Mel and Polly returned to Provincetown part time in 1994 and full time in 1999 upon Mel’s retirement. Once back in Provincetown, Mel immersed himself in local organizations like the Shellfish Commission, Harbor Committee and Center for Coastal Studies. He started a garden care business with Polly, and together they hosted memorable dinner parties for their family and a never-ending parade of friends from Provincetown and their world travels. They adored their pet dogs and cats and went on long walks in town and at the beach, often ending up chatting with friends at the Old Colony Tap. Mel loved fishing and clamming to supplement their bountiful garden harvest. Together they visited countless art galleries and exhibit openings to view Polly’s and other local artists’ creations. No one will forget the extraordinary Halloween costumes Mel and Polly wore to the annual Beachcomber’s party, or how they tore up the floor dancing at the annual New Year’s Eve party.

Mel had a rich and fulfilling life that was cut short by the combined effects of Alzheimer’s disease and cancer. The memories of who he was and what he accomplished sustain his family and friends. An old friend and colleague at COA said it best: “Mel was an important leader, team builder, and vision maker for (COA) and he and Polly really provided powerful models of what living the Good Life might mean for a crew of folks trying to reinvent higher education, save the planet, and have a rollicking good time at it.” These qualities were plain to all they met on their journey through life.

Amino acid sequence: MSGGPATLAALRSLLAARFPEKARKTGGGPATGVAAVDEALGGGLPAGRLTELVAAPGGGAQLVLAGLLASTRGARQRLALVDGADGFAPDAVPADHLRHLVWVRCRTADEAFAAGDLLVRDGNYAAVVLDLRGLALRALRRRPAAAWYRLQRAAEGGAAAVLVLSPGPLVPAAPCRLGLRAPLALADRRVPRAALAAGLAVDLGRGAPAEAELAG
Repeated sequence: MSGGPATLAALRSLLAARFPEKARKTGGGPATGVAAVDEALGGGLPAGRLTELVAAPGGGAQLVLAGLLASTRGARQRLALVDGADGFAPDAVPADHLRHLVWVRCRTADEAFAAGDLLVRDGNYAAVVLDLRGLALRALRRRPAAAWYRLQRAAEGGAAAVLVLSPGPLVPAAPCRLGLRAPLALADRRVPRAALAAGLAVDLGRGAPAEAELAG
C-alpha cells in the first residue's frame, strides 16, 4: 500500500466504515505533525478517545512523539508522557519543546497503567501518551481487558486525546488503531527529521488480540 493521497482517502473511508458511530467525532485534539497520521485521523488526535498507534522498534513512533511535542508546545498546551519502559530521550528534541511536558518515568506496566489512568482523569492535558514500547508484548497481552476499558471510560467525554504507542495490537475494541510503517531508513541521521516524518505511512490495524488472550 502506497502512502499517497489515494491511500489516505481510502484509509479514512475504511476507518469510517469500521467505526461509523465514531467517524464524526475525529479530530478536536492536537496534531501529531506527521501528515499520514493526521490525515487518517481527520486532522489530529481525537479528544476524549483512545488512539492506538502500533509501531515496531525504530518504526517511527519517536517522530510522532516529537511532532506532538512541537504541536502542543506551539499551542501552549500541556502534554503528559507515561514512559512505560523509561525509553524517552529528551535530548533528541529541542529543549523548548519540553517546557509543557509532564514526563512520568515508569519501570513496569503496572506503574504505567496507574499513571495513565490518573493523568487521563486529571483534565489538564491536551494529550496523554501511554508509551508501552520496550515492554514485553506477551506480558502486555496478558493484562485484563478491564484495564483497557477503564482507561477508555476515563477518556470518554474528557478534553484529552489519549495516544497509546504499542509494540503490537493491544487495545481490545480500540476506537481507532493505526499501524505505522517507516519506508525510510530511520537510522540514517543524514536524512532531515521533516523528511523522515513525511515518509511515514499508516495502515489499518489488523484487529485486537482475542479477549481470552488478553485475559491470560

Mel is survived by sons Melville Jr. and his wife, Edith Rodrigue of Wakefield, Massachusetts; Adam of Santa Barbara, Calif.; Quentin and his wife, Kelly McEwen, of Acton, Mass.; brothers Paul and his wife, Sydnie, of South Windsor, Conn.; and Randy, and his wife, Paula, of Eureka, Mont.; sister-in-law Patricia of Bradenton, Fla.; sister-in-law Gail Shields and her husband, Robert Shields, of Narragansett, R.I.; grandchildren Claire, Maya, and Sophie, of Acton; and Lily and Sage of Santa Barbara, Calif.; and four nieces and one nephew. He was predeceased by his wife, Polly; brother, Robert; and daughter, Anna Cassandra.

The family is grateful to the people and organizations that provided generous care, compassion, and support for Mel and his family during his challenging final years. Those include the Residence at Melrose Station, Home Instead, Care Dimensions, and the many physicians, nurses and assistants from the Tufts Medical Center and Hallmark Health Medical Center. We owe a special debt to Edith, who became Mel’s best friend during his final two years and made sure he got the care and attention he so richly deserved.

The family will hold a public memorial service in Provincetown in the spring, followed by a private event in Bar Harbor in the summer. If anyone would like to honor his life, please make any memorial donations to the Center for Coastal Studies at https://coastalstudies.org and/or Care Dimensions at https://www.caredimensions.org/giving/ways-to-give/.

Know when to pay your respects.